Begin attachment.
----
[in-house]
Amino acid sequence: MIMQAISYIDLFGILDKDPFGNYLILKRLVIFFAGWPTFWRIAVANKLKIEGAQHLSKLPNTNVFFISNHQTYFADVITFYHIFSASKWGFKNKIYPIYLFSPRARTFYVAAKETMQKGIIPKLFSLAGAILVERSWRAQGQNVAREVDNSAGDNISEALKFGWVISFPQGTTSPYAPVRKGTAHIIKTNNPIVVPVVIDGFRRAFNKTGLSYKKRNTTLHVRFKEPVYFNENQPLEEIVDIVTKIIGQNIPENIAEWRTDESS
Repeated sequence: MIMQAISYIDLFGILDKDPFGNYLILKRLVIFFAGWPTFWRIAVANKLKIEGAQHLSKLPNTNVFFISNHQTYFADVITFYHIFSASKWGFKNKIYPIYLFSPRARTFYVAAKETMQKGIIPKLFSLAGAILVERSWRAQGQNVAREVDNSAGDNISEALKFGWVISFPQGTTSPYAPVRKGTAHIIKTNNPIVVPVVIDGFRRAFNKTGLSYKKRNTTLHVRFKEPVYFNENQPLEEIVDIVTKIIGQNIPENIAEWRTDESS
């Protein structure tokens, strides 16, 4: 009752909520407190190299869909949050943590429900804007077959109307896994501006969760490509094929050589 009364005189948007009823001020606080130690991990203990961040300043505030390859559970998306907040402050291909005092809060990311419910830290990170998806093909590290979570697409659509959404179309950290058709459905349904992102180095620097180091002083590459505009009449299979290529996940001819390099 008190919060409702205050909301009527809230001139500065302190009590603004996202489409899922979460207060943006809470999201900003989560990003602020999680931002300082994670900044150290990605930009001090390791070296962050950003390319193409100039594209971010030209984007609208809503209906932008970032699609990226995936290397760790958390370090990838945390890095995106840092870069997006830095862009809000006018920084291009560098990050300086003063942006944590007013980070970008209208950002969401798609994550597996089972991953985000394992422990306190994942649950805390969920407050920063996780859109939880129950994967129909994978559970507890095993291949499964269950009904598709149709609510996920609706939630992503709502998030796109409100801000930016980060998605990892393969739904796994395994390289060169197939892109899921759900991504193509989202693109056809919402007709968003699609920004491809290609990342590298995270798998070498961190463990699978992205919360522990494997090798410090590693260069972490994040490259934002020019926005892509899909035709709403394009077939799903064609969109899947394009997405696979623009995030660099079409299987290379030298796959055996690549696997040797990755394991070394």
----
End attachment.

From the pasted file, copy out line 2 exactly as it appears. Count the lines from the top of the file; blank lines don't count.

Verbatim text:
Amino acid sequence: MIMQAISYIDLFGILDKDPFGNYLILKRLVIFFAGWPTFWRIAVANKLKIEGAQHLSKLPNTNVFFISNHQTYFADVITFYHIFSASKWGFKNKIYPIYLFSPRARTFYVAAKETMQKGIIPKLFSLAGAILVERSWRAQGQNVAREVDNSAGDNISEALKFGWVISFPQGTTSPYAPVRKGTAHIIKTNNPIVVPVVIDGFRRAFNKTGLSYKKRNTTLHVRFKEPVYFNENQPLEEIVDIVTKIIGQNIPENIAEWRTDESS